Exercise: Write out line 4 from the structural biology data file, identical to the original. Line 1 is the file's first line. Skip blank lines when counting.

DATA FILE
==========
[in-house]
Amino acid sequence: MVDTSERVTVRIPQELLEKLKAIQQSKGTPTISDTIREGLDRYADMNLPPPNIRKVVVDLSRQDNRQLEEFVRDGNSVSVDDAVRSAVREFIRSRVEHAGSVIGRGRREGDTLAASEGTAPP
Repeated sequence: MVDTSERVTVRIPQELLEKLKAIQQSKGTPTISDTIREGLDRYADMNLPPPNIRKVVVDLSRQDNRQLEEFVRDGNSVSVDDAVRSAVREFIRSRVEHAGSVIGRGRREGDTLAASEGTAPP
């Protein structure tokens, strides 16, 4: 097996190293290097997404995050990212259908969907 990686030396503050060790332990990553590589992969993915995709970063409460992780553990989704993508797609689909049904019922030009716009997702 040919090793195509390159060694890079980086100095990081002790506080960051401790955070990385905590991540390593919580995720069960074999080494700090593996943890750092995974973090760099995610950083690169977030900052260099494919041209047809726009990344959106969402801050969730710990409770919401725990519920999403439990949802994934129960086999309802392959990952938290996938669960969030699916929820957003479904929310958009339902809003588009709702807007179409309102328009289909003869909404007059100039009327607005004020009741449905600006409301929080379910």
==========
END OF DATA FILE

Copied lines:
């Protein structure tokens, strides 16, 4: 097996190293290097997404995050990212259908969907 990686030396503050060790332990990553590589992969993915995709970063409460992780553990989704993508797609689909049904019922030009716009997702 040919090793195509390159060694890079980086100095990081002790506080960051401790955070990385905590991540390593919580995720069960074999080494700090593996943890750092995974973090760099995610950083690169977030900052260099494919041209047809726009990344959106969402801050969730710990409770919401725990519920999403439990949802994934129960086999309802392959990952938290996938669960969030699916929820957003479904929310958009339902809003588009709702807007179409309102328009289909003869909404007059100039009327607005004020009741449905600006409301929080379910």